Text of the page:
The very leaves on the forest trees are gingham-patterned in this cloying version of the tale.
There is a slightly fraught moment when Red Riding Hood recalls her mother’s vague warning of danger in the forest and studiously ignores the woodcutter (!) as he strolls past. Aside from this, the story takes its customary course up to “All the better…to eat you with!” Then the aforementioned woodcutter appears at the door, stands aside to let the wolf run past and vanishes. Thereupon, Red’s grandma is discovered in the closet (“Did I sleepwalk?”), and she and her granddaughter sit down for tea and a tower of heavily frosted cupcakes. Ita adds beginner-level pop-up cutouts to Seal’s cartoon scenes of broad-faced, smiling figures in generic country settings. They don’t appear even to try to add a frisson to the overly expository text.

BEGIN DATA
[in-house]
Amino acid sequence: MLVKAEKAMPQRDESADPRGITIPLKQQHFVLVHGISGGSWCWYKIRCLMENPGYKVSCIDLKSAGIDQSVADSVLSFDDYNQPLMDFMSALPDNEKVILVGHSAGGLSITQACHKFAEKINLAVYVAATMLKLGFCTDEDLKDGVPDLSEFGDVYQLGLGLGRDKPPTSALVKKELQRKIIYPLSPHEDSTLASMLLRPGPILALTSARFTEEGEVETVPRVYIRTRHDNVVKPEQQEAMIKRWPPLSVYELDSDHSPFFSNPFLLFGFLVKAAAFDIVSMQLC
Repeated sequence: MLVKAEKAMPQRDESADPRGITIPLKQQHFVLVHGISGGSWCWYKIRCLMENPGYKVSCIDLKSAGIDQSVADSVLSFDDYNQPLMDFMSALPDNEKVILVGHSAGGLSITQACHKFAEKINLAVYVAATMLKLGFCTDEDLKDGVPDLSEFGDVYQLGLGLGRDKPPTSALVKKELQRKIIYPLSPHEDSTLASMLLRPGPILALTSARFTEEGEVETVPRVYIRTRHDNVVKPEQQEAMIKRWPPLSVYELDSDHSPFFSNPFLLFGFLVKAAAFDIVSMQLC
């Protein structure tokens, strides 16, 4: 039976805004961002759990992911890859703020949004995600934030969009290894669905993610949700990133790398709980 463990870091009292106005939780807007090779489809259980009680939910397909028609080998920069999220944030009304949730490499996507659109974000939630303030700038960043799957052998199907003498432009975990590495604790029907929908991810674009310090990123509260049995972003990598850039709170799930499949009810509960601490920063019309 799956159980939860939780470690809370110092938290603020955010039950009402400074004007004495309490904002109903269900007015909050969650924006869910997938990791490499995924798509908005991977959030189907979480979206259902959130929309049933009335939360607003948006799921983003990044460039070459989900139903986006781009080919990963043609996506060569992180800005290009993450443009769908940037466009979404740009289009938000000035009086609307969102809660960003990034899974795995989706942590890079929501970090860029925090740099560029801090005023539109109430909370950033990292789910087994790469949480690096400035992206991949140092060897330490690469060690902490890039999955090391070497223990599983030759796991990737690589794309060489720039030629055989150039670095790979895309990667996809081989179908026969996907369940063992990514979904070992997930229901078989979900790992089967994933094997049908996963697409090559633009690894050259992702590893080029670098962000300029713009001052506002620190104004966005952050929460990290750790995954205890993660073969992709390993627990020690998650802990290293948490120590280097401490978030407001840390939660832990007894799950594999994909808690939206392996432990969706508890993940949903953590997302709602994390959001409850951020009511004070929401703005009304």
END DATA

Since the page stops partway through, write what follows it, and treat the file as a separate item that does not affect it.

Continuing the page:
Even the wolf has twinkly eyes in this rendition, which is suitable only for those children who can’t tolerate a more robust one. (Pop-up/folk tale. 4-6)